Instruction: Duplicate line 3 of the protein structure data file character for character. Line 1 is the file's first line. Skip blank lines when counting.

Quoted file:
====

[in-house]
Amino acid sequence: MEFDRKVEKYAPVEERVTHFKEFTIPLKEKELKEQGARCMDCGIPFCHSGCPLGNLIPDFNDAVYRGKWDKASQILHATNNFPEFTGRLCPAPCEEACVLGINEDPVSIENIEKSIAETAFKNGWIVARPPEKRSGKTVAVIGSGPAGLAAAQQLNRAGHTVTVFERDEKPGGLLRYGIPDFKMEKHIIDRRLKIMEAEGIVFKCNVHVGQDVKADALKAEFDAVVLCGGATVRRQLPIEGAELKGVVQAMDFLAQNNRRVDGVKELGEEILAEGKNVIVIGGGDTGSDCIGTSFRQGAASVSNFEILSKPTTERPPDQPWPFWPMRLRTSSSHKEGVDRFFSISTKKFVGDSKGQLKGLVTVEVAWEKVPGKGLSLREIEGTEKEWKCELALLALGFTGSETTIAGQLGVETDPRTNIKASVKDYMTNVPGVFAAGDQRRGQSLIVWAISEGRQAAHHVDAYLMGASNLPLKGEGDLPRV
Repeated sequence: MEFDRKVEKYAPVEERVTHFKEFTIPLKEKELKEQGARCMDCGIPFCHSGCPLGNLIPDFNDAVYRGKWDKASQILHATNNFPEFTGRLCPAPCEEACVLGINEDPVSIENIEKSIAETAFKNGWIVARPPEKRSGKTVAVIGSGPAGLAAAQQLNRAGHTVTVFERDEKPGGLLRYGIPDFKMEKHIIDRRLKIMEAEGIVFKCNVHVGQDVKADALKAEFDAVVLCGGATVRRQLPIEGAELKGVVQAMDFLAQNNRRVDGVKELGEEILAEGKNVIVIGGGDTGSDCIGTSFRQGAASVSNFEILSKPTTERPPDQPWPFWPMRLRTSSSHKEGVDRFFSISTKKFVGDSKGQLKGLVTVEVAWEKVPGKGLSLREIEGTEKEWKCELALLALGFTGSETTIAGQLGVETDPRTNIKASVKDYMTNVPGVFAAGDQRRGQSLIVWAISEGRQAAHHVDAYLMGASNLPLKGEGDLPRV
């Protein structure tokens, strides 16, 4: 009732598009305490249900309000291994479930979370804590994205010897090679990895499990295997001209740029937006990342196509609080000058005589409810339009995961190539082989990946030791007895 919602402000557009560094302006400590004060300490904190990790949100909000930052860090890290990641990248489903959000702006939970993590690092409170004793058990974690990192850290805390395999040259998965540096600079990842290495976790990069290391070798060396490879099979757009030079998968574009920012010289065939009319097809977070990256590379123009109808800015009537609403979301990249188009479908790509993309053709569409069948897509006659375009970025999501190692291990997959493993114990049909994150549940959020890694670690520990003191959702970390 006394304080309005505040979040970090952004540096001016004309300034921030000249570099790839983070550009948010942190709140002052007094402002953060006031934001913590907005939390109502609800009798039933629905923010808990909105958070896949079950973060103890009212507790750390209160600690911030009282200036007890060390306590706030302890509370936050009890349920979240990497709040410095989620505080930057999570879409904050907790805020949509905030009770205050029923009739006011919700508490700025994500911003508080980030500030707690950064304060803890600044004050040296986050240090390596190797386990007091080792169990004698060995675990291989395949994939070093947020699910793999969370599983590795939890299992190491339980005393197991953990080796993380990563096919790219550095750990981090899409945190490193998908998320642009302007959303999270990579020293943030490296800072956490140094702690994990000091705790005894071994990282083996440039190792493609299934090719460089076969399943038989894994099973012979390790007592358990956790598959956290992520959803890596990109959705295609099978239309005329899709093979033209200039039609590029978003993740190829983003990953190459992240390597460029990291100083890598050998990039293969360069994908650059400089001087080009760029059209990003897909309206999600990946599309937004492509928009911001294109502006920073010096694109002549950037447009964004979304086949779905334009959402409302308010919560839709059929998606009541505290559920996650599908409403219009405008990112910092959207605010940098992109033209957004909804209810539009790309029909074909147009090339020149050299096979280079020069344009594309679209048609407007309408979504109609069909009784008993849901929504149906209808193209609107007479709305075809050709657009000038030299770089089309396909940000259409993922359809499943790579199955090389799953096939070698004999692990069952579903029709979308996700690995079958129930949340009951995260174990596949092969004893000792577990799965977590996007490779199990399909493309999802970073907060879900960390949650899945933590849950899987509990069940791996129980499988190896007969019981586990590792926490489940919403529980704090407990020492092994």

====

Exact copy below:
Repeated sequence: MEFDRKVEKYAPVEERVTHFKEFTIPLKEKELKEQGARCMDCGIPFCHSGCPLGNLIPDFNDAVYRGKWDKASQILHATNNFPEFTGRLCPAPCEEACVLGINEDPVSIENIEKSIAETAFKNGWIVARPPEKRSGKTVAVIGSGPAGLAAAQQLNRAGHTVTVFERDEKPGGLLRYGIPDFKMEKHIIDRRLKIMEAEGIVFKCNVHVGQDVKADALKAEFDAVVLCGGATVRRQLPIEGAELKGVVQAMDFLAQNNRRVDGVKELGEEILAEGKNVIVIGGGDTGSDCIGTSFRQGAASVSNFEILSKPTTERPPDQPWPFWPMRLRTSSSHKEGVDRFFSISTKKFVGDSKGQLKGLVTVEVAWEKVPGKGLSLREIEGTEKEWKCELALLALGFTGSETTIAGQLGVETDPRTNIKASVKDYMTNVPGVFAAGDQRRGQSLIVWAISEGRQAAHHVDAYLMGASNLPLKGEGDLPRV